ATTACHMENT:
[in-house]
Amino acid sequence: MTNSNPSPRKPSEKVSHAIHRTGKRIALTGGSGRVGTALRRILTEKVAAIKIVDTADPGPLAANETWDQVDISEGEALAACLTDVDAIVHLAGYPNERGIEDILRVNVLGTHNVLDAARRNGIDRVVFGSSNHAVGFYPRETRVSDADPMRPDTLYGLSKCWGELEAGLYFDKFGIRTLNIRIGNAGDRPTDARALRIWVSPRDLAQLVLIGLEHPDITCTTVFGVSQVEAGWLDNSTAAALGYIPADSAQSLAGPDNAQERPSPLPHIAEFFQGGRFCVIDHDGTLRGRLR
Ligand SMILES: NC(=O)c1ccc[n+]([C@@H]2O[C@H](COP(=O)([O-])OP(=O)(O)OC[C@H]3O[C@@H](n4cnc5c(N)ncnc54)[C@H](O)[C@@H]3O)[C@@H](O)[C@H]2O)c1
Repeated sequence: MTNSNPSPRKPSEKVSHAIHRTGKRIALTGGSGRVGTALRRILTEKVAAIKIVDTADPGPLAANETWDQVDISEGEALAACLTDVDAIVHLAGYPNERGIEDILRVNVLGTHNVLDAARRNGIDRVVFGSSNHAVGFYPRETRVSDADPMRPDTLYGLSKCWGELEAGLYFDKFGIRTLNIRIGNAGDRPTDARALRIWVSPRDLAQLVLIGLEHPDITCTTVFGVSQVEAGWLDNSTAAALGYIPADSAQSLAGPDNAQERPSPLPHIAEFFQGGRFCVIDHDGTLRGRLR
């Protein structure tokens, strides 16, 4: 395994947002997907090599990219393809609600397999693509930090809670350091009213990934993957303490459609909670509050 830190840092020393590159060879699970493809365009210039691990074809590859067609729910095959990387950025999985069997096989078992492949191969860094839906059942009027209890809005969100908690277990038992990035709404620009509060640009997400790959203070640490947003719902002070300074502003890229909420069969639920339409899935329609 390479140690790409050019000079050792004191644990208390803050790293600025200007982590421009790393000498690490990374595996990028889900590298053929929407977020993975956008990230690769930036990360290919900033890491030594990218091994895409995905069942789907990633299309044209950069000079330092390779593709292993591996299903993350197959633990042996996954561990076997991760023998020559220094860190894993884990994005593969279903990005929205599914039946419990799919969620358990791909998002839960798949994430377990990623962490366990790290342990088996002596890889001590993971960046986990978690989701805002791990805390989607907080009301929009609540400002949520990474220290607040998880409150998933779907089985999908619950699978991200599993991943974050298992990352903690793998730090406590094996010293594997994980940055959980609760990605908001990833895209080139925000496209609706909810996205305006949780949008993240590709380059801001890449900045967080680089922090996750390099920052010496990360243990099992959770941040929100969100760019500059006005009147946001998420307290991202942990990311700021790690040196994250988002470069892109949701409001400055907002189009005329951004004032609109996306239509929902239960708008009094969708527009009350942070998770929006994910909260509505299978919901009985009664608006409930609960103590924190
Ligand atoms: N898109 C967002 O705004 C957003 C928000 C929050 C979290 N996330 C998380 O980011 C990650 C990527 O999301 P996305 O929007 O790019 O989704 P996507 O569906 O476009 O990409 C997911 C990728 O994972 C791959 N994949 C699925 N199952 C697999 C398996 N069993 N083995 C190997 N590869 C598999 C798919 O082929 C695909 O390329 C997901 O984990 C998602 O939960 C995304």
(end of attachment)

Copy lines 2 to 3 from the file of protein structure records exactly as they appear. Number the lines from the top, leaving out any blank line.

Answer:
Amino acid sequence: MTNSNPSPRKPSEKVSHAIHRTGKRIALTGGSGRVGTALRRILTEKVAAIKIVDTADPGPLAANETWDQVDISEGEALAACLTDVDAIVHLAGYPNERGIEDILRVNVLGTHNVLDAARRNGIDRVVFGSSNHAVGFYPRETRVSDADPMRPDTLYGLSKCWGELEAGLYFDKFGIRTLNIRIGNAGDRPTDARALRIWVSPRDLAQLVLIGLEHPDITCTTVFGVSQVEAGWLDNSTAAALGYIPADSAQSLAGPDNAQERPSPLPHIAEFFQGGRFCVIDHDGTLRGRLR
Ligand SMILES: NC(=O)c1ccc[n+]([C@@H]2O[C@H](COP(=O)([O-])OP(=O)(O)OC[C@H]3O[C@@H](n4cnc5c(N)ncnc54)[C@H](O)[C@@H]3O)[C@@H](O)[C@H]2O)c1